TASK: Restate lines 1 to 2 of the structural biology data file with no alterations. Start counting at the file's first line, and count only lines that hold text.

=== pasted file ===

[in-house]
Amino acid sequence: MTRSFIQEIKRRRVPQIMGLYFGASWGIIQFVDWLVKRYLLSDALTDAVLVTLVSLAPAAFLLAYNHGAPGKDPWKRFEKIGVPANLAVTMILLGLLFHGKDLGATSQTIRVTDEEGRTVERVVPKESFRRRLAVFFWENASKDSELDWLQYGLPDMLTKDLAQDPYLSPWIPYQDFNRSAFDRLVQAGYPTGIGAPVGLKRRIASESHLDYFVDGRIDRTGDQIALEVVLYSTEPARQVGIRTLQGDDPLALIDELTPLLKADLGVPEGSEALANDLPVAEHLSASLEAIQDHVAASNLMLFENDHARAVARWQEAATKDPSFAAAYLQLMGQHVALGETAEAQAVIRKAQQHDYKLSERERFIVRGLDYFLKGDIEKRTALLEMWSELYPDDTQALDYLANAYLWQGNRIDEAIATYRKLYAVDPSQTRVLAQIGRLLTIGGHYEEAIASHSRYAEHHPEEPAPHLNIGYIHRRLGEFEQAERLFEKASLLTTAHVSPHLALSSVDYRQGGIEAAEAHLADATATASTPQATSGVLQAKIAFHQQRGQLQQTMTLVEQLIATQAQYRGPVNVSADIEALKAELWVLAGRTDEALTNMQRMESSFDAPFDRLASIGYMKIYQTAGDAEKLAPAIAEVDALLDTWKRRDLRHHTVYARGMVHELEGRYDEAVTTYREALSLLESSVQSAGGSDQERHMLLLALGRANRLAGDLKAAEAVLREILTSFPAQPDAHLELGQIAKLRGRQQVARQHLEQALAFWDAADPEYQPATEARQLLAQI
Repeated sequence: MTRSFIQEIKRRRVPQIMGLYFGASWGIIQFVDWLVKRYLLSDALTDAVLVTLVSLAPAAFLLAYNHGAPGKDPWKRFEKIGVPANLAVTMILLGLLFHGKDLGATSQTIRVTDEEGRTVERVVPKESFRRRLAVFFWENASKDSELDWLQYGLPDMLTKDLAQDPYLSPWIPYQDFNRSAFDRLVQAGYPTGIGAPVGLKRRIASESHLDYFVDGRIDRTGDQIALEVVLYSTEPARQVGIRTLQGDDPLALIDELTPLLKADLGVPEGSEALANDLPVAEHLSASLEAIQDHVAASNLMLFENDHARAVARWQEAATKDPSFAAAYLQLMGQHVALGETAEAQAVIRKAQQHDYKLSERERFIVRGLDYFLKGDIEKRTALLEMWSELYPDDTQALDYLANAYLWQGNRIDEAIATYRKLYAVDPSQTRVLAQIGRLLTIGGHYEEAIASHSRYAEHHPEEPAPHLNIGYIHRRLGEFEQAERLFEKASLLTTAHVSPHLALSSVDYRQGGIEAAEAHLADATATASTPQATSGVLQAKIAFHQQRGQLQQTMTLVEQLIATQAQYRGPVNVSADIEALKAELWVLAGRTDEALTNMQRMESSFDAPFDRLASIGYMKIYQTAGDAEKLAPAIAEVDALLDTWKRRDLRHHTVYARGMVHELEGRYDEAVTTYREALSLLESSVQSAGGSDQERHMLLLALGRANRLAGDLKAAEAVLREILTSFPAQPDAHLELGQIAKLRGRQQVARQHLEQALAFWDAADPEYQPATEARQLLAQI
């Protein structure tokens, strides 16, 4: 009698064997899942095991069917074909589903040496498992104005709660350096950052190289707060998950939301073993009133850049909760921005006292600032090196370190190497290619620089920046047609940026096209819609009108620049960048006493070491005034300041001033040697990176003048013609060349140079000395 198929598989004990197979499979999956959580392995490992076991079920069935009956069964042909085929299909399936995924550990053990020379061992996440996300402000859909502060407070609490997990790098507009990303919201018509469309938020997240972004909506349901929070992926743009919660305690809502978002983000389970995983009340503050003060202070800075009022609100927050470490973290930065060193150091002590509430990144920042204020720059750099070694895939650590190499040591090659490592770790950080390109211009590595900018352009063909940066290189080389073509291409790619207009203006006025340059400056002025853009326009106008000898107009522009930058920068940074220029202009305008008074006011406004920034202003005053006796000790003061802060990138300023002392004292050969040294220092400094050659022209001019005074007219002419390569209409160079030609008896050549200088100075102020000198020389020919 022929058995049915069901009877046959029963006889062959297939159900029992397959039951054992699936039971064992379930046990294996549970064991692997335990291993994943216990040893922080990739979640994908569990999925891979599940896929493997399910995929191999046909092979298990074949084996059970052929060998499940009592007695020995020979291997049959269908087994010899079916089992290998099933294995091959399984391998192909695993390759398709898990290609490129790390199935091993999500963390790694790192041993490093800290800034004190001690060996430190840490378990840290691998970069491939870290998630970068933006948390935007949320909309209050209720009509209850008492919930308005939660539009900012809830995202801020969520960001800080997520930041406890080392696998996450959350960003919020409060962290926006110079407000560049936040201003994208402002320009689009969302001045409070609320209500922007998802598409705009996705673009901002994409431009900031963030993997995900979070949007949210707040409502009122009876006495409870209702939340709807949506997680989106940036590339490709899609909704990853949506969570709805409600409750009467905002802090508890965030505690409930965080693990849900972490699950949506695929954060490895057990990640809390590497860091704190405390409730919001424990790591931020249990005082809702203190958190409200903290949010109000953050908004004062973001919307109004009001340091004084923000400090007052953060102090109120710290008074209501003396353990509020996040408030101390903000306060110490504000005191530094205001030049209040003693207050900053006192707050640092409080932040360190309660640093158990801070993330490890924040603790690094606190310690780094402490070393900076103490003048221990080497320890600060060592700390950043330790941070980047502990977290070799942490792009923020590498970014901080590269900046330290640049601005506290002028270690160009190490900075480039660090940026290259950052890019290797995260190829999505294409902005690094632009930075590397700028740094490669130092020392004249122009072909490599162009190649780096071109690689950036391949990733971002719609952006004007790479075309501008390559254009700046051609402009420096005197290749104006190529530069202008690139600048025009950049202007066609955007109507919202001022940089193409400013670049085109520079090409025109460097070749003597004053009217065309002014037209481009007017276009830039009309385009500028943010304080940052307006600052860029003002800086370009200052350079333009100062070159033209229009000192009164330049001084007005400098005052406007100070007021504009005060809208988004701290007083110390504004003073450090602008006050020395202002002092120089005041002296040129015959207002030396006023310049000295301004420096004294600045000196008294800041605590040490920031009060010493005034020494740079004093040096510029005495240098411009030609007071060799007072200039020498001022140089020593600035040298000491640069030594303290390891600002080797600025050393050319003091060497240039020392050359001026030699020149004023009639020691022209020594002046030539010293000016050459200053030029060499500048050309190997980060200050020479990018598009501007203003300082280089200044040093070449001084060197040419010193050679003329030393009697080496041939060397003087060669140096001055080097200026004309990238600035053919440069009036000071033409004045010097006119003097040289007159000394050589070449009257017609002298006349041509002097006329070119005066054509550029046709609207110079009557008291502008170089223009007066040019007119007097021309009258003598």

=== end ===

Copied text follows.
[in-house]
Amino acid sequence: MTRSFIQEIKRRRVPQIMGLYFGASWGIIQFVDWLVKRYLLSDALTDAVLVTLVSLAPAAFLLAYNHGAPGKDPWKRFEKIGVPANLAVTMILLGLLFHGKDLGATSQTIRVTDEEGRTVERVVPKESFRRRLAVFFWENASKDSELDWLQYGLPDMLTKDLAQDPYLSPWIPYQDFNRSAFDRLVQAGYPTGIGAPVGLKRRIASESHLDYFVDGRIDRTGDQIALEVVLYSTEPARQVGIRTLQGDDPLALIDELTPLLKADLGVPEGSEALANDLPVAEHLSASLEAIQDHVAASNLMLFENDHARAVARWQEAATKDPSFAAAYLQLMGQHVALGETAEAQAVIRKAQQHDYKLSERERFIVRGLDYFLKGDIEKRTALLEMWSELYPDDTQALDYLANAYLWQGNRIDEAIATYRKLYAVDPSQTRVLAQIGRLLTIGGHYEEAIASHSRYAEHHPEEPAPHLNIGYIHRRLGEFEQAERLFEKASLLTTAHVSPHLALSSVDYRQGGIEAAEAHLADATATASTPQATSGVLQAKIAFHQQRGQLQQTMTLVEQLIATQAQYRGPVNVSADIEALKAELWVLAGRTDEALTNMQRMESSFDAPFDRLASIGYMKIYQTAGDAEKLAPAIAEVDALLDTWKRRDLRHHTVYARGMVHELEGRYDEAVTTYREALSLLESSVQSAGGSDQERHMLLLALGRANRLAGDLKAAEAVLREILTSFPAQPDAHLELGQIAKLRGRQQVARQHLEQALAFWDAADPEYQPATEARQLLAQI